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|Redundant Array of Independent Disks - RAID|
The abbreviation of RAID is “Redundant Array of Independent Disks”, a disk drives which uses more than one drives in combination for fault tolerance. RAID disk drives are used on servers but generally it is used for personal computers. There are different types of RAID levels:
RAID O: RAID 0 is used for striping techniques for setting up disk arrays. It is sometimes used to describe a collection of disks. RAID 0 can be called as AID, as it involves no redundancy. In RAID O drives files are broken into stripes of a size defined by the user, and stripes are used to send in a disk of array. The redundancy allows this RAID level for best performance characteristics of the single RAID levels.
RAID 1: RAID 1 is generally used in implemented as mirroring; a drive which has its data duplicate copies in two different drives if either one of the drive fails, the other drive continues to function as a single drive until the failed drive is replaced. RAID 1 is popular for those who require fault tolerance and don't need top-notch.
RAID 3: In RAID 3 data is striped at byte level; the number of bytes sent in each stripe varies. The information is sent to a parity disk, the failure of any disk in the array can be tolerated and the dedicated parity disk generally serve as a performance bottleneck and allows for random writes, because it must be accessed any time anything is sent to the array.
RAID 5: The most popular RAID levels are the RAID 5 which stripes out both data and parity information across three or more drives. It helps in removing the bottleneck that the dedicated parity drive represents, and improves, the write performance by allowing better parallelism. Fault tolerance is can be ensured through the parity information of any given block of data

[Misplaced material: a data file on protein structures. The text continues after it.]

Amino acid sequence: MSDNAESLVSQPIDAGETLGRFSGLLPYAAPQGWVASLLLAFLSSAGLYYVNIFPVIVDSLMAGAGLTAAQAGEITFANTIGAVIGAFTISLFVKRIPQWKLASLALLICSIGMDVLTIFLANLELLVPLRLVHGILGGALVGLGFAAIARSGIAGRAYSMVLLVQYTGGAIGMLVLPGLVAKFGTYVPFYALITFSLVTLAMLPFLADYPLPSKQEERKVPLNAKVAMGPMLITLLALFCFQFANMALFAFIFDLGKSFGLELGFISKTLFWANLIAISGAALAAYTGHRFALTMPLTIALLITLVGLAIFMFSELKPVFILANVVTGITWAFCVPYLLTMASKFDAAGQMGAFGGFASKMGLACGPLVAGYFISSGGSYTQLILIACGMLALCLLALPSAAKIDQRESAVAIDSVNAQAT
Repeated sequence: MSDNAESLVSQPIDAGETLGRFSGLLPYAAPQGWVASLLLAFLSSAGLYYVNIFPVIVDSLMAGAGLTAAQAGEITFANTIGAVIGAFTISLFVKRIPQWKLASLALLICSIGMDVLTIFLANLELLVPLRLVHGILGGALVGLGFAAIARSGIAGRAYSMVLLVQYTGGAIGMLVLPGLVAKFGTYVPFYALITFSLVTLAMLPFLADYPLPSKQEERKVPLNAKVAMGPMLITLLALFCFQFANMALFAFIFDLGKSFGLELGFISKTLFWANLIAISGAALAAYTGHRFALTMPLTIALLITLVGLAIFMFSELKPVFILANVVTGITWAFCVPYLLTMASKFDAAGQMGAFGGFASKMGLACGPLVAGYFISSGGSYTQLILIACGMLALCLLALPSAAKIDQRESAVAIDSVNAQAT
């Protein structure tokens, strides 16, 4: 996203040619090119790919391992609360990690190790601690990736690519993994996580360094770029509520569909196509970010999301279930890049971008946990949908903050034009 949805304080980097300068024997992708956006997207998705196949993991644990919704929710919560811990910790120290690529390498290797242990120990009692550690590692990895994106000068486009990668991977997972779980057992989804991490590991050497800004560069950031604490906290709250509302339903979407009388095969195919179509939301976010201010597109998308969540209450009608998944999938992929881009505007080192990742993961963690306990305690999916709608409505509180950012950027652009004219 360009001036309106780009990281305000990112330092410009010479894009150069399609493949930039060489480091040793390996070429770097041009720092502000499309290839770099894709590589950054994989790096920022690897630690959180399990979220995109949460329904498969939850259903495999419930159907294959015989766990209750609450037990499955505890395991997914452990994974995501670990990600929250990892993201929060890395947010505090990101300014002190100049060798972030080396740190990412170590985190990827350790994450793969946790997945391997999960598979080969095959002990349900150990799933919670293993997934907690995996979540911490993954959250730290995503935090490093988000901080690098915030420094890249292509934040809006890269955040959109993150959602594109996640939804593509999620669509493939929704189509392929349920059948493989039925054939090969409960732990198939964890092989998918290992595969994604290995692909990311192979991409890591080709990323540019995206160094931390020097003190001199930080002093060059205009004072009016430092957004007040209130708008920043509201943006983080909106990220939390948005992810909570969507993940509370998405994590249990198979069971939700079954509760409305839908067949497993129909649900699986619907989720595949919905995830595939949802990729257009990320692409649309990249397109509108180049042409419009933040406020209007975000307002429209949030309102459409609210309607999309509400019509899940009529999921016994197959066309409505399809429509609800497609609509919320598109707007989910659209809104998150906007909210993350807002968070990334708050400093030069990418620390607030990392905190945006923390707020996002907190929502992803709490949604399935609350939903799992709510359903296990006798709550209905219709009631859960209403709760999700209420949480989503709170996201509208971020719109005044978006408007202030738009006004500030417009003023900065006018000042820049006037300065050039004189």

RAID 6: RAID 6 is some what similar to the RAID 5, but it stripes blocks of data and parity across an array of drives like RAID 5, except that it calculates two sets of parity information for each parcel of data. The main goal of RAID 6 is to improve fault tolerance; RAID 6 is smarter enough to handle the failure which occurs in any of the two drives. RAID 6 is some what worse than RAID 5 in terms.
RAID 0 5 and RAID 5 0: RAID 0 5 and 5 0 are arrays which combines the property of RAID 0 and RAID 5. RAID 05 is a RAID 5 array along with striped RAID 0 arrays; it is very less used when compared to RAID 50. RAID 50 and 05 helps in improves the performance of RAID 5 through the addition of the properties of RAID 0.
RAID 0 3 and RAID 3 0: RAID 0 3 and 3 0 combines various factors such as byte striping, parity and block striping to create large arrays. RAID 3 0 is easily available and is formed by striping across a number of RAID 3 sub-arrays.
RAID 0 1 and RAID 1 0: RAID 0 1 and 1 0 combines the excellent features of striping and mirroring to get large arrays with high performance. RAID 0 1 is a mirrored configuration where as RAID 1 0, a stripe across a number of mirrored sets. RAID 1 0 and 01 is used increasing because its hard disks are cheaper. Both RAID 0 1 and 10 types provide very good performance by combining the features such as speed of RAID 0 with the redundancy of RAID 1.
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